Intervention is defined as a coming between two things, to interfere. In the case of addiction intervention, it is the act of coming between an addict and their drug or alcohol. As difficult as it is, addiction intervention is often the key event leading up to an addict receiving treatment. If you are considering an addiction intervention for someone you love, the time to act is now. There are three main steps to planning and performing an intervention.
The first step is to be prepared. Begin by conducting extensive research on various treatment facilities. The length, location, cost and type of program are all important factors to consider when choosing a treatment center. The key thing to remember when choosing a facility and program is to keep the individual receiving treatment in mind. For example, if they are a lifelong city dweller who does not enjoy outdoor activities, it would probably not be a good idea to send them out into the wilderness where they stay in tents and cook their food over a campfire. The more comfortable and accepting the addict is of the facility, the greater their efforts will be towards recovery. Once you have chosen the facility that you would like to use, you can call them and set everything up ahead of time. This ensures that once the addict has agreed to go, there is no lag time between their acceptance and their admittance for them to change their mind, or yours.
With the treatment center in place, you can begin to plan the intervention. Start by gathering everyone – friends, family, co-workers— that is willing and wants to be involved. Plan ahead of time who will speak and what they will say. Not everyone needs to say something, many may just want to provide emotional support but it is important to express your love for the individual and the pain that this addiction is causing in the various relationships. Be loving and supportive, yet firm.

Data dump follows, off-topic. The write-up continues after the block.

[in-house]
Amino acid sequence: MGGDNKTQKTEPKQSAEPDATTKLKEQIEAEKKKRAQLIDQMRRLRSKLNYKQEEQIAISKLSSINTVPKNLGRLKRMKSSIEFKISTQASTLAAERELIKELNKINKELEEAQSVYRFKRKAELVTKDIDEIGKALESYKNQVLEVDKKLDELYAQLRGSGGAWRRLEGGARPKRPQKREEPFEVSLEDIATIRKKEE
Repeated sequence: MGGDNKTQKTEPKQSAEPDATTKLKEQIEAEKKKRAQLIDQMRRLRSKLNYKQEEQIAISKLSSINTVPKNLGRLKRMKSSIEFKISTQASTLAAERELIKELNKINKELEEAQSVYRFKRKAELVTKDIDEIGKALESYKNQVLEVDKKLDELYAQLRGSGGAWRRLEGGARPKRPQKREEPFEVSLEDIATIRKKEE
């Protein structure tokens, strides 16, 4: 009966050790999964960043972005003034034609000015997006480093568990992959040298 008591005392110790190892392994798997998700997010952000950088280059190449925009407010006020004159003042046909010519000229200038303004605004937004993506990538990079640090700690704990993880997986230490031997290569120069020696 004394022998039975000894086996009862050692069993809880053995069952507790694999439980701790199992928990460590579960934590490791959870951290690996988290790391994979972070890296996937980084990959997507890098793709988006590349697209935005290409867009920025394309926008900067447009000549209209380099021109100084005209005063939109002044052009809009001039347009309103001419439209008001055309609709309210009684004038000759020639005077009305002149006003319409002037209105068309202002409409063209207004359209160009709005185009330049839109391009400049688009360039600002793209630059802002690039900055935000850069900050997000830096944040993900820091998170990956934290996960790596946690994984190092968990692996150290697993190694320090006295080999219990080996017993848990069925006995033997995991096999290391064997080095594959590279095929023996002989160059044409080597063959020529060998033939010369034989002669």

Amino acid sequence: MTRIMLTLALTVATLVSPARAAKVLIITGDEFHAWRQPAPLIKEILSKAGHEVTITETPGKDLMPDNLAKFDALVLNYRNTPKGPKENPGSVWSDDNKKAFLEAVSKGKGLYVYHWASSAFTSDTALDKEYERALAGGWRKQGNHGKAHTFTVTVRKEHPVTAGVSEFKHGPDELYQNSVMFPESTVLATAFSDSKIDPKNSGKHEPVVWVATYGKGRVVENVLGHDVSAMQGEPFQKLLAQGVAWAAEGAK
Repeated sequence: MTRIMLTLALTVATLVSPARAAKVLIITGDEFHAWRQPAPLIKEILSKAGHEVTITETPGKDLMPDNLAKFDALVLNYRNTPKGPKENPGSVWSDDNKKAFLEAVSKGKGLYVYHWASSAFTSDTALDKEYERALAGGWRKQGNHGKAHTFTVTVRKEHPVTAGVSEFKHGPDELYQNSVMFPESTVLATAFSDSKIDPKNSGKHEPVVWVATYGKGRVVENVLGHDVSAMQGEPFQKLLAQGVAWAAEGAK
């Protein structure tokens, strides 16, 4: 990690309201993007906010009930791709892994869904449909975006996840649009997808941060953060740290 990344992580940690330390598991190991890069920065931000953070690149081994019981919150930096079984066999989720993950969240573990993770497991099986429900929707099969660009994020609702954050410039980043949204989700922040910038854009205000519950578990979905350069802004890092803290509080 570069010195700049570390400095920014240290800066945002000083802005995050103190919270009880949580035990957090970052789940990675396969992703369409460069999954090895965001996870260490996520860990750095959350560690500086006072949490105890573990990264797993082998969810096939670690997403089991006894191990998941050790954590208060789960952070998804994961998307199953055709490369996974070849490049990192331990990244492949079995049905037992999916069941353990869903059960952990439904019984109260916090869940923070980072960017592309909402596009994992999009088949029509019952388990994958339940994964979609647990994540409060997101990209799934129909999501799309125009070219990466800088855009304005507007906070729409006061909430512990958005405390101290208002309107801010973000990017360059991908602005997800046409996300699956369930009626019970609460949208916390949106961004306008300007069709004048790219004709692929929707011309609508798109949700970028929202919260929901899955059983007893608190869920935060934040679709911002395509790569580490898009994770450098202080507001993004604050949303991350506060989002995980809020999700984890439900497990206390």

Once reservations are established and the event planned, you can perform the addiction intervention. Again, the key is for the addict to feel loved and supported, not attacked. After everyone has expressed themselves, you can present the treatment option. Remain positive and optimistic about the treatment and their time there. Once they agree to treatment, the third and final step needs to take place very quickly—follow through.
As soon as they agree, it is extremely important to get them into treatment as fast as possible. When the emotional high of the intervention is over, it is very easy for them to change their mind about their addiction and recovery, as well as attempt to change yours.
Do not feel discouraged if the intervention is not successful the first time around. Use it as a learning experience for the next time. The important thing is that you do not give up. Even if it takes a couple tries, eventually they will see the love you have for them and their desire to change will grow.
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